The hula dance is one of the most beautiful and unique things about Hawaii and its culture. Every year in Hilo Hawaii, usually the week after Easter, is the Merrie Monarch Festival.
The festival is a weeklong competition of the best in hula.
Men and women from all over the mainland and Hawaii come to partake in this graceful festival of dance.
The late Hawaiian King David Kalakaua once said, ʺHula is the language of the heart, therefore the heartbeat of the Hawaiian people.ʺ This olelo (saying) is the pride of the Hawaiians.
According to Calorielab.com, 60 calories are burned by doing the hula every 15 minutes, or 238 calories for one hour.
Now here is some interesting information and history about the hula.
The hula is the graceful movement of the hands and body. Hawaiian dancers usually dance the hula barefoot. The movement of the hands and body translate the story of the song or history of Hawaiians.
The hula is usually confused with the fast-paced Tahitian dance. At one point, the hula was exclusively danced by men. The hula is always taught by a kumu hula (teacher) at a hula halau (hula school).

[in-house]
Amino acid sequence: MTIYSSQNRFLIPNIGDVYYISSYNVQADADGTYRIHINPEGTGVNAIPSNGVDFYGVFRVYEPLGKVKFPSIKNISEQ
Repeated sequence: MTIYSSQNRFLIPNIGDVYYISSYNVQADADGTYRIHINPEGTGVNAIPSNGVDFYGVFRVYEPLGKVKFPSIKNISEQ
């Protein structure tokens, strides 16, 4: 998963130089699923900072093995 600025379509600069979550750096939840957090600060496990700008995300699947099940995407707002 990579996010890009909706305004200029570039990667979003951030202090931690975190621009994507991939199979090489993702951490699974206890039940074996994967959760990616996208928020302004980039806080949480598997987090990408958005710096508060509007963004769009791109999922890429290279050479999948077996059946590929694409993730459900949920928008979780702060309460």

The Hawaiian legend is that Laka, the goddess of the hula, gave birth to the hula dance on the island of Molokai. According to Discover-Oahu.com, ʺin the early 1800’s, American Protestant Missionaries arrived in Hawaii and denounced Hula as a lewd heathen dance. The newly Christianized Hawaiian Ali’i (royalty) were urged to ban Hula. The Ali’i banned public performances of hula, but continued to patronize it.ʺ
There are two types of hula dance. These are the ancient kahiko hula and the modern hula known as hula auana.
The ancient kahiko hula is taught by a very seasoned kumu who is passing down the knowledge of ancient Hawaiians. Since there was no formal history written, the Hawaiians use kahiko hula to tell their history of Hawaii. The kahiko dance is accompanies by meles (chants) and a pahu (ancient drum).
It seems the modern hula auana has been influenced by western culture. A ukulele or slack key guitar are generally used to accompany the auana hula dancer.